SHETLANDS Lerwick Boat RoofThe Scottish Isles are home to undisputed picturesque landscapes, archaeological sites and sandy white beaches caressed by the shades of blue, green and turquoise of their surrounding seas. Nestling several RSPB reserves and fascinating archaeological sites, the islands enjoy a cool and temperate climate almost all year round, amassing a motley crew of travelers to their shores who seek to explore the more exotic lands of Scotland.

The islands became a part of the Kingdom of Scotland in the 15th century and played a significant naval role in 20th century world wars. Many historical remains are found in the islands, including the four of which are a part of the Heart of Neolithic Orkney UNESCO World Heritage Site, The Knap of Howar on the island of Papa Westray and the collective historical sites of The Crucible of Iron Age Shetland, recently (2011) added to the “Tentative List” of possible UNESCO World Heritage Sites.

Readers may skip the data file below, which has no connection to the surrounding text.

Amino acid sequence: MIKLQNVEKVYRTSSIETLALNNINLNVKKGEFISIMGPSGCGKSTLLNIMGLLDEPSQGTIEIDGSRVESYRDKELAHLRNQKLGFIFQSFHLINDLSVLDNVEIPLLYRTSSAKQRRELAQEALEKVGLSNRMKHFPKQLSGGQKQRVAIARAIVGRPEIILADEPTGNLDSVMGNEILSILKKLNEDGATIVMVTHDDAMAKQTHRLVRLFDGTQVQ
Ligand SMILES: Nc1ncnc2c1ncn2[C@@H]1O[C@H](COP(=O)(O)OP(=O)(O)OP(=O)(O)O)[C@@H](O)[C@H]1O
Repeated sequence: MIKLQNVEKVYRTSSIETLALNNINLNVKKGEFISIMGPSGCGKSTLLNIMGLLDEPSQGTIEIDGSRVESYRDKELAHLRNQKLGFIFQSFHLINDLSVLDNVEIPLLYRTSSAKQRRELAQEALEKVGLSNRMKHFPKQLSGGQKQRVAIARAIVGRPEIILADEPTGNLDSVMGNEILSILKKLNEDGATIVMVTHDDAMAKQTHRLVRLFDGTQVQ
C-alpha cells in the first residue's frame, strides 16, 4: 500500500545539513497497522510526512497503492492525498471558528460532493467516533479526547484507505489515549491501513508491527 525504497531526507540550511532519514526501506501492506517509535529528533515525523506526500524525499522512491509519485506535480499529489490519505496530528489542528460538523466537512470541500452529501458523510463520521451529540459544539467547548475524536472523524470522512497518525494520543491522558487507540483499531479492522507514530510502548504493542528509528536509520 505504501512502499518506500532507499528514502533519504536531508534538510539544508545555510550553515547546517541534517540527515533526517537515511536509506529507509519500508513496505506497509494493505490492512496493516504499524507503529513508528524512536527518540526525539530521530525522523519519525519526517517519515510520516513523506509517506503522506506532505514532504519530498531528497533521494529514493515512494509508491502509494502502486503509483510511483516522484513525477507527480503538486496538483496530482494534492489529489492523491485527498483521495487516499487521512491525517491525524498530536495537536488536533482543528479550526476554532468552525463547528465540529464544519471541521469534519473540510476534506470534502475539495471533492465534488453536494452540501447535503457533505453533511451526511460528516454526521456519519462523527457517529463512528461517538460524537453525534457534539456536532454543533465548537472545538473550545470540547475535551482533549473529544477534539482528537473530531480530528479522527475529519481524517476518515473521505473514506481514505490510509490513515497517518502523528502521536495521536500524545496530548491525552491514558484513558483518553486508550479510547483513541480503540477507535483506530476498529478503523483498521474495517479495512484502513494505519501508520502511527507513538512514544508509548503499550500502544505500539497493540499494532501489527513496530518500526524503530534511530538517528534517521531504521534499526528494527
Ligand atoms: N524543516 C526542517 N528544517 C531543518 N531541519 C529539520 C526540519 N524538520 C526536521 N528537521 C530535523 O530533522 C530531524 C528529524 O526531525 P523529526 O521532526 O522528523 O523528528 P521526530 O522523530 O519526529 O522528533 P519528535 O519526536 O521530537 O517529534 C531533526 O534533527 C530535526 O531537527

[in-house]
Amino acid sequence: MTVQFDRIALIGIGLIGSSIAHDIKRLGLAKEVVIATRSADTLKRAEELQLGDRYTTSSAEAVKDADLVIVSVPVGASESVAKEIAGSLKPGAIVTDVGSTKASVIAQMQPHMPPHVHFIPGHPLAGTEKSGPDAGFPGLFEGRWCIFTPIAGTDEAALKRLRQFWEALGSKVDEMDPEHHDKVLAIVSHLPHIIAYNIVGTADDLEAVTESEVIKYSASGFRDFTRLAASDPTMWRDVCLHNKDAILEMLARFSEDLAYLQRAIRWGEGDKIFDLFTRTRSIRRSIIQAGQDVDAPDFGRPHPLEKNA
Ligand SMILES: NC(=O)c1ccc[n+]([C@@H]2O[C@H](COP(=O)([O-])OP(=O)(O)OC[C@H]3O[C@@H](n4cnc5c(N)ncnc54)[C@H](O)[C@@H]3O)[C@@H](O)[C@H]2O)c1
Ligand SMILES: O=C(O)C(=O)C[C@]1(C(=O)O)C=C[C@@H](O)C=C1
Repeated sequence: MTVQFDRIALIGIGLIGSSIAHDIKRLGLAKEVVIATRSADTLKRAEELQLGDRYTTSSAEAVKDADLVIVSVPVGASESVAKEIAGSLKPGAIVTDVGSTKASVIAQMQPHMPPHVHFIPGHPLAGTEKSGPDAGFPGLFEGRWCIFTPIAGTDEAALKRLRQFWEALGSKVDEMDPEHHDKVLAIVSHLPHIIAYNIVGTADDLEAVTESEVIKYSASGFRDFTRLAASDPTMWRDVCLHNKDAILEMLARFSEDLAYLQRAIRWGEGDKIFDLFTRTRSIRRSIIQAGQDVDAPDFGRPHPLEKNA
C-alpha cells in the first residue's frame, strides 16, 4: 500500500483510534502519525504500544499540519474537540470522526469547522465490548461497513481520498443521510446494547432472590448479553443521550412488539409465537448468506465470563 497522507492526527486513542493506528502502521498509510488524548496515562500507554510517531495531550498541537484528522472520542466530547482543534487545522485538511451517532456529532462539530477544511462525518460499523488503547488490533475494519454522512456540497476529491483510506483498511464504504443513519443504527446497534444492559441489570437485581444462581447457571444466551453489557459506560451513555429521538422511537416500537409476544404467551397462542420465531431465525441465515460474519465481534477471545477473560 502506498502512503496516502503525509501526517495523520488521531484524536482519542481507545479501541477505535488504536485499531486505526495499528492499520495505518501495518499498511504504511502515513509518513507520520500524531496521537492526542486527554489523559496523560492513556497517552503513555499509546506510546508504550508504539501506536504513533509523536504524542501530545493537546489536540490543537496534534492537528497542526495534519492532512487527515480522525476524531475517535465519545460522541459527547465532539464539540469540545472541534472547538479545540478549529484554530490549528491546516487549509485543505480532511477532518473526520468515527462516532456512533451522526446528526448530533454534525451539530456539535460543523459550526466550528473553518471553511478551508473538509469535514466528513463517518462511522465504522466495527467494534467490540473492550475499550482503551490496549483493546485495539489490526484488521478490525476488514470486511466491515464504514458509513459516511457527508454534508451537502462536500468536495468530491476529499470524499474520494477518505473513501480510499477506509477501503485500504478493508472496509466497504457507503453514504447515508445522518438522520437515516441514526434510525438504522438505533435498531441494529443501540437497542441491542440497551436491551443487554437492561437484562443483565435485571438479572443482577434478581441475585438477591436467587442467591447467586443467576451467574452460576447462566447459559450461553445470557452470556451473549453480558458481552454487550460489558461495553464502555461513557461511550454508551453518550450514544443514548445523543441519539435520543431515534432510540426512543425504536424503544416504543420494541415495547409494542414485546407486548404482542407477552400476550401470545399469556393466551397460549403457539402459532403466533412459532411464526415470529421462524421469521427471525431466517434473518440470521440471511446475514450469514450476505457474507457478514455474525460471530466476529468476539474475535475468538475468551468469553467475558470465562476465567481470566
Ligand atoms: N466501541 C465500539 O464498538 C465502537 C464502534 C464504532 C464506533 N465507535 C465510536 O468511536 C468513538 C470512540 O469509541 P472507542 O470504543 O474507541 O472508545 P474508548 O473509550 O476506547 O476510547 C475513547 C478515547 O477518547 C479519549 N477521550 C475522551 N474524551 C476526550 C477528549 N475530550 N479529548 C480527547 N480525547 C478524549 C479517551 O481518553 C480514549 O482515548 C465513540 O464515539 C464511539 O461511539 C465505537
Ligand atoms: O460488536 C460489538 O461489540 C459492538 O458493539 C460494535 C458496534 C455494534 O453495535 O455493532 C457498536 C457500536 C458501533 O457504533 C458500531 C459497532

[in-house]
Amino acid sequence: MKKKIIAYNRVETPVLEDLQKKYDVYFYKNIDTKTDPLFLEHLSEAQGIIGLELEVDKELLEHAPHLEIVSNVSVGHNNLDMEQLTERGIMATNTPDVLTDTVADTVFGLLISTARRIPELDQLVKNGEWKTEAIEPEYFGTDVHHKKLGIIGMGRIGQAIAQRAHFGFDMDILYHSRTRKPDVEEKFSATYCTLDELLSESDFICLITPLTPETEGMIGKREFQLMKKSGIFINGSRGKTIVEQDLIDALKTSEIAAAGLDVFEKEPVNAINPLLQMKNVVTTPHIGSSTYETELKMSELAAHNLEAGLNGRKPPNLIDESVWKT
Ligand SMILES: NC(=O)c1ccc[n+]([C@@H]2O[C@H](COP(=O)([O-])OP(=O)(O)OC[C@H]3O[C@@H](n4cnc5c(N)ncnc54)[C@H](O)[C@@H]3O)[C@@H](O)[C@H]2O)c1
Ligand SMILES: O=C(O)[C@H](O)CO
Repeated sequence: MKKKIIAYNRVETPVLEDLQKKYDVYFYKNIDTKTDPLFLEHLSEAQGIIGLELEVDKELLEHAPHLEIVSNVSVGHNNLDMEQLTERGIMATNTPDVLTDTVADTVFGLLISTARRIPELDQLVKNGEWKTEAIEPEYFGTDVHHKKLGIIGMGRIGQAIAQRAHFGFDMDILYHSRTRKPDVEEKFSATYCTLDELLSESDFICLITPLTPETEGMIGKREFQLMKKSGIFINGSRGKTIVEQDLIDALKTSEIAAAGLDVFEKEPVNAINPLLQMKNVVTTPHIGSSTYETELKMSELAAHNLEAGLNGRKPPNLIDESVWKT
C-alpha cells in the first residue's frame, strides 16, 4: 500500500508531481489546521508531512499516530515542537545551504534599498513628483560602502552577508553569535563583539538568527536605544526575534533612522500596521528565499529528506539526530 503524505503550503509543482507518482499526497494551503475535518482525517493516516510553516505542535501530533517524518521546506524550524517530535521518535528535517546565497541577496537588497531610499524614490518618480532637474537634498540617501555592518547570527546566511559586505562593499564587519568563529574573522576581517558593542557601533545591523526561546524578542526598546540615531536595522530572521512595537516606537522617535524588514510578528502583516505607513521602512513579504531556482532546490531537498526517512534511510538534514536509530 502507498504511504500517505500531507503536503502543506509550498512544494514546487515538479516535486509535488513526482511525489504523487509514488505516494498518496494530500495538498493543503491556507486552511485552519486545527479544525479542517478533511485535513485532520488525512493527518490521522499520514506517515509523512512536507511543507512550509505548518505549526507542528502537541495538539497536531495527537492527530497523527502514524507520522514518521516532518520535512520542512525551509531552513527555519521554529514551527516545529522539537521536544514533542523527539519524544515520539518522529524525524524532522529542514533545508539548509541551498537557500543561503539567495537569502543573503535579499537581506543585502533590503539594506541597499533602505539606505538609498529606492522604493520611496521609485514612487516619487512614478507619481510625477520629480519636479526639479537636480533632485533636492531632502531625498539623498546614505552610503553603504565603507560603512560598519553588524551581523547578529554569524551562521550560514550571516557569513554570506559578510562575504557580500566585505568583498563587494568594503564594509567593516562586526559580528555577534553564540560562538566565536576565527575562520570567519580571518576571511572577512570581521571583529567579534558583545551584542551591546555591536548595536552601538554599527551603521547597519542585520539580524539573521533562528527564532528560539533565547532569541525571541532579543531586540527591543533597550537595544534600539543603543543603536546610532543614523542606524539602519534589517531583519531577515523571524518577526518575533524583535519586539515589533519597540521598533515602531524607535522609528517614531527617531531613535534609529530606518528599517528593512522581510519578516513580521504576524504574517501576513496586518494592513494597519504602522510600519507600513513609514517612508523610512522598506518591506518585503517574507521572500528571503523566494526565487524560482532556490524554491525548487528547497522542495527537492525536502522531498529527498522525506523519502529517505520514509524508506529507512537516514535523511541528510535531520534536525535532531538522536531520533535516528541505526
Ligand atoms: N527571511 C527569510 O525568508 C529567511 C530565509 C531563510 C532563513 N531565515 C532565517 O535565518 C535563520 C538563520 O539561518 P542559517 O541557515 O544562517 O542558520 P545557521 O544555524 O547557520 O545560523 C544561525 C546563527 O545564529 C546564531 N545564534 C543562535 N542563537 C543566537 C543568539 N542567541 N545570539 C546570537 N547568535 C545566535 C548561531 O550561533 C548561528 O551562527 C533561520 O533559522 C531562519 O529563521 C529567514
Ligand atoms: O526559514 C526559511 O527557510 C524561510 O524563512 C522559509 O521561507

Largely dependent on tourism, the Northern Isles are generally made up of the main islands of Shetland and Orkney and those which are not considered part of the Scottish Highlands. Most of the islands’ names were derived from Old Norse terms and the local peoples’ culture display strong Scandinavian roots and influences which distinct local folklore.
You can hop of one of the Orkney Ferries [Tel. Tel. +44 1856872044] which will take you from Kirkwall, the capital of Orkney, to many of the Northern Islands and vice versa on most days of the week.